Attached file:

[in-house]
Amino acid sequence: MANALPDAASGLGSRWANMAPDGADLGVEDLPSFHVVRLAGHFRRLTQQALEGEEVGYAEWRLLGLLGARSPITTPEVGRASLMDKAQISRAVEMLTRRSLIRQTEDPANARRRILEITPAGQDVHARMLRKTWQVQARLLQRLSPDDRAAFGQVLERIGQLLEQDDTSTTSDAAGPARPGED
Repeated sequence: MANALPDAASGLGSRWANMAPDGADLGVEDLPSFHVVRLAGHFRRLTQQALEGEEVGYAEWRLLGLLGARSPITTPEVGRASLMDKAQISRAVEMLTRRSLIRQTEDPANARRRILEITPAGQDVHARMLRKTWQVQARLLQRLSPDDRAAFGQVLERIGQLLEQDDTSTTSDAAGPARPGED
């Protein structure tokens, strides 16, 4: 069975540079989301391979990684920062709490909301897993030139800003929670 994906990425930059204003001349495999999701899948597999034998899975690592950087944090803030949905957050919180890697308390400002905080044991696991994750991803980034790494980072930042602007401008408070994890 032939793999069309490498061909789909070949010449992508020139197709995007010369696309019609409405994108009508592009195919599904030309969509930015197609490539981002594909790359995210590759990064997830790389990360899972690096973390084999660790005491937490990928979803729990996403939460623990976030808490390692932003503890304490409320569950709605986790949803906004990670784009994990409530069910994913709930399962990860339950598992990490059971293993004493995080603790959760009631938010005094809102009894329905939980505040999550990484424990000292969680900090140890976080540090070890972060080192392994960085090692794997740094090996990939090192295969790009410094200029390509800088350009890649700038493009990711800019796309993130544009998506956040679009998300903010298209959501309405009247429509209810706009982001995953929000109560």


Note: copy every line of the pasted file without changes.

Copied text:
[in-house]
Amino acid sequence: MANALPDAASGLGSRWANMAPDGADLGVEDLPSFHVVRLAGHFRRLTQQALEGEEVGYAEWRLLGLLGARSPITTPEVGRASLMDKAQISRAVEMLTRRSLIRQTEDPANARRRILEITPAGQDVHARMLRKTWQVQARLLQRLSPDDRAAFGQVLERIGQLLEQDDTSTTSDAAGPARPGED
Repeated sequence: MANALPDAASGLGSRWANMAPDGADLGVEDLPSFHVVRLAGHFRRLTQQALEGEEVGYAEWRLLGLLGARSPITTPEVGRASLMDKAQISRAVEMLTRRSLIRQTEDPANARRRILEITPAGQDVHARMLRKTWQVQARLLQRLSPDDRAAFGQVLERIGQLLEQDDTSTTSDAAGPARPGED
């Protein structure tokens, strides 16, 4: 069975540079989301391979990684920062709490909301897993030139800003929670 994906990425930059204003001349495999999701899948597999034998899975690592950087944090803030949905957050919180890697308390400002905080044991696991994750991803980034790494980072930042602007401008408070994890 032939793999069309490498061909789909070949010449992508020139197709995007010369696309019609409405994108009508592009195919599904030309969509930015197609490539981002594909790359995210590759990064997830790389990360899972690096973390084999660790005491937490990928979803729990996403939460623990976030808490390692932003503890304490409320569950709605986790949803906004990670784009994990409530069910994913709930399962990860339950598992990490059971293993004493995080603790959760009631938010005094809102009894329905939980505040999550990484424990000292969680900090140890976080540090070890972060080192392994960085090692794997740094090996990939090192295969790009410094200029390509800088350009890649700038493009990711800019796309993130544009998506956040679009998300903010298209959501309405009247429509209810706009982001995953929000109560």